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The “Flawless” Images On Magazine Covers Are Fake! We Should Learn A Lot From Them

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By Rachna Baruah:

Beauty is that one contested word of which we hear so much every passing day. Oxford defines beauty as a combination of qualities, such as shape, colour, or form that pleases the aesthetic senses, especially the sight.

We define and judge. Who? Well let’s just say we define and judge every possible thing or creature that comes in front of us- right from passing our critique on that ‘beautiful’ dress on the ramp to the ‘ugliest’ fish in the world. We are a bunch obsessed with beauty, aren’t we? We have to literally categorize everything into the diasporas of faultless beauty and the crook of unsightly images.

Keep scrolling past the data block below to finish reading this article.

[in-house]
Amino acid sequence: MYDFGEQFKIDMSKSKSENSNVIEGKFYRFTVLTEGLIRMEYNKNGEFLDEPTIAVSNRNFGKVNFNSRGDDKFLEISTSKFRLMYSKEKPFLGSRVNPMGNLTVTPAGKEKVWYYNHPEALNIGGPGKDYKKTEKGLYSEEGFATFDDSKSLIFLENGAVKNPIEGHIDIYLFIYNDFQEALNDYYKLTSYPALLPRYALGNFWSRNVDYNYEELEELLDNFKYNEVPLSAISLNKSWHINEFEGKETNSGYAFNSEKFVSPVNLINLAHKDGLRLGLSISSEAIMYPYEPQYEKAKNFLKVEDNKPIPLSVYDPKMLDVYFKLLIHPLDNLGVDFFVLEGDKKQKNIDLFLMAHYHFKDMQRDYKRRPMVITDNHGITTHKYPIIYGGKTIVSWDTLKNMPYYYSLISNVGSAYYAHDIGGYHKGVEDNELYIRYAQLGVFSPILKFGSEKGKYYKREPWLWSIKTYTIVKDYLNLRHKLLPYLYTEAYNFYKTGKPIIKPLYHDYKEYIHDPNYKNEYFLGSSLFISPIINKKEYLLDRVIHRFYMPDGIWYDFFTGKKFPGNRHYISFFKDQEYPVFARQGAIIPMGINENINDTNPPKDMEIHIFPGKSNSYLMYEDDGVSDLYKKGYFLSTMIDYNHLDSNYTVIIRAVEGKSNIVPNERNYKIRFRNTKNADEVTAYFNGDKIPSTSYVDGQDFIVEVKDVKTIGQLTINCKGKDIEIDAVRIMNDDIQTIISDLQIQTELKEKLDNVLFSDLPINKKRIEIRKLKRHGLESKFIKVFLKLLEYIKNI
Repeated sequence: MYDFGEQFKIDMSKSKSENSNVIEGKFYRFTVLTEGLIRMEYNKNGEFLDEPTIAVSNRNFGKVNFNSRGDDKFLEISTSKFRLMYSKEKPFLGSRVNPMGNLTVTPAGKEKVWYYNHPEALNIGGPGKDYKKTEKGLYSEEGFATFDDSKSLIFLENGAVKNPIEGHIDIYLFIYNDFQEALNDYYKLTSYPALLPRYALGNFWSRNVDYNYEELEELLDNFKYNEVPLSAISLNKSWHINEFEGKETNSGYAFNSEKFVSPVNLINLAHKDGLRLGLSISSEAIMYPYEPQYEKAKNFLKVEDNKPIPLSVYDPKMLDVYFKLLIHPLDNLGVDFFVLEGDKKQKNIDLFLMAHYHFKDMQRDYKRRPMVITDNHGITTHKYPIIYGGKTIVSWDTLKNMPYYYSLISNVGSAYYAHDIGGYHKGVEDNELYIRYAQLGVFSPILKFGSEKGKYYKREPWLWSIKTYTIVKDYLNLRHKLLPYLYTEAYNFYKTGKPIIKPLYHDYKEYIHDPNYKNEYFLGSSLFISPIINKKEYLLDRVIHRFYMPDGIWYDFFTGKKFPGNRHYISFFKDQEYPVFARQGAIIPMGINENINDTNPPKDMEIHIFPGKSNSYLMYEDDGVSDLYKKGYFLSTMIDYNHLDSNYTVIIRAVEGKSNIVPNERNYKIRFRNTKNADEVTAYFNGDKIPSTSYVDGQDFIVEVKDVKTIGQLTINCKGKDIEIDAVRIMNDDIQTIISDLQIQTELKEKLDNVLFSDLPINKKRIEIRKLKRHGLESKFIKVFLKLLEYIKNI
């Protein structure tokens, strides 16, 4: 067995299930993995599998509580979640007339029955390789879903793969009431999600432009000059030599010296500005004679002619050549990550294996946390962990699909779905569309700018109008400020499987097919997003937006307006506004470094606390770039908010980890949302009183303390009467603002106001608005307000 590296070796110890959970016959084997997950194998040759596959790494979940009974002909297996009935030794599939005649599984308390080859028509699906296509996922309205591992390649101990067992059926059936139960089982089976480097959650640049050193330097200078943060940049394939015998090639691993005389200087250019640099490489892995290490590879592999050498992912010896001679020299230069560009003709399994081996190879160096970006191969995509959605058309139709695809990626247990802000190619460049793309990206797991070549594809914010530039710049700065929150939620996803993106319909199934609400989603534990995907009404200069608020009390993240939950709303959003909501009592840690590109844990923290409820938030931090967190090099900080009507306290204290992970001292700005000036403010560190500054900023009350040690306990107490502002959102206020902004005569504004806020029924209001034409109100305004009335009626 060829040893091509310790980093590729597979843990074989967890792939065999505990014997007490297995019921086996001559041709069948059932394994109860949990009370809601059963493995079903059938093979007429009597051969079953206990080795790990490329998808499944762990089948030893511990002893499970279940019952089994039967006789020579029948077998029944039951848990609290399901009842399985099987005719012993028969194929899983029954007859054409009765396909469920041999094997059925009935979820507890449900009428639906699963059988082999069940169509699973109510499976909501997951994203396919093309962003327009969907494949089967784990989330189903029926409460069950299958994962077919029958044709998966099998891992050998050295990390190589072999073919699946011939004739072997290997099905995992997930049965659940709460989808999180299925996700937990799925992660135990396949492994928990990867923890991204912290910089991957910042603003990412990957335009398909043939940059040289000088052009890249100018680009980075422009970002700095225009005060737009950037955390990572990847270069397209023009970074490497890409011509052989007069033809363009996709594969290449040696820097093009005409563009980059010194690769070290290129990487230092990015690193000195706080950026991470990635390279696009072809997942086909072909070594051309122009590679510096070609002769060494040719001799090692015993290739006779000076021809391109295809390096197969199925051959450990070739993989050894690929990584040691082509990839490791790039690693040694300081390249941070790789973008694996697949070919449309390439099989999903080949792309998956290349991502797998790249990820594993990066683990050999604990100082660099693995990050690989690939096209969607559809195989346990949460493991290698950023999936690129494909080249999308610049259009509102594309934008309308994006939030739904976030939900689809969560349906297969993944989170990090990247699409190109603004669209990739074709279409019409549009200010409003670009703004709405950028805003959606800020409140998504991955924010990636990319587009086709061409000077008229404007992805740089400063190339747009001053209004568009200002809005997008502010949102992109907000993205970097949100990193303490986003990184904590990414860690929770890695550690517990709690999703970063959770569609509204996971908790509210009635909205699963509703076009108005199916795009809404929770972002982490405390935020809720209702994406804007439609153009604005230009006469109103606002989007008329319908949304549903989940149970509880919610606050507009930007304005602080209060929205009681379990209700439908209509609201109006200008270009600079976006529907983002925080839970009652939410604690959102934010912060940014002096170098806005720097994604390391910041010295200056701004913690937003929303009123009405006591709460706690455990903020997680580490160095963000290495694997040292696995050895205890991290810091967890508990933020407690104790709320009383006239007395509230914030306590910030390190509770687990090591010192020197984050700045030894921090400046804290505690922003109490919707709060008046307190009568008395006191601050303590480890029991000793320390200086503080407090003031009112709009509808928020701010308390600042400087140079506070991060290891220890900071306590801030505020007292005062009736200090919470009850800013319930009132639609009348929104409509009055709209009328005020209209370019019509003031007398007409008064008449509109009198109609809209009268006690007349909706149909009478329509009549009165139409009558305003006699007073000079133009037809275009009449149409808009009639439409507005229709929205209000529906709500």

Though flawed in nature, we humans never give up the relentless struggle to beautify or elevate the normal character of life. Let’s take an instance of our obsession with the pretty faces on the glossy covers of the leading fashion magazines. We look at the trail of surreal angels on those pages and just wonder in awe how or who could’ve created such pieces of art? Rarely does it occur to us that we live in the world of ground-breaking technology where virtually anything is possible. Nothing is real in our distorted reality of life and neither is beauty, in this case. We follow such stringent gauge to judge beauty that we forget about the real picture. The real picture is that not everybody is a Miranda Kerr or an Aishwarya Rai Bachchan. Not everybody earns their bread from the maintenance of their dainty faces or petite bodies. Not everybody has the liberty to spend a fortune for the latest skin treatment for them. In reality, we are a bunch of people who are as common as everybody out there. The other way to put this is that the ones who stand out on these cover pages and the showbiz pedestal are just as common and more importantly, normal as us.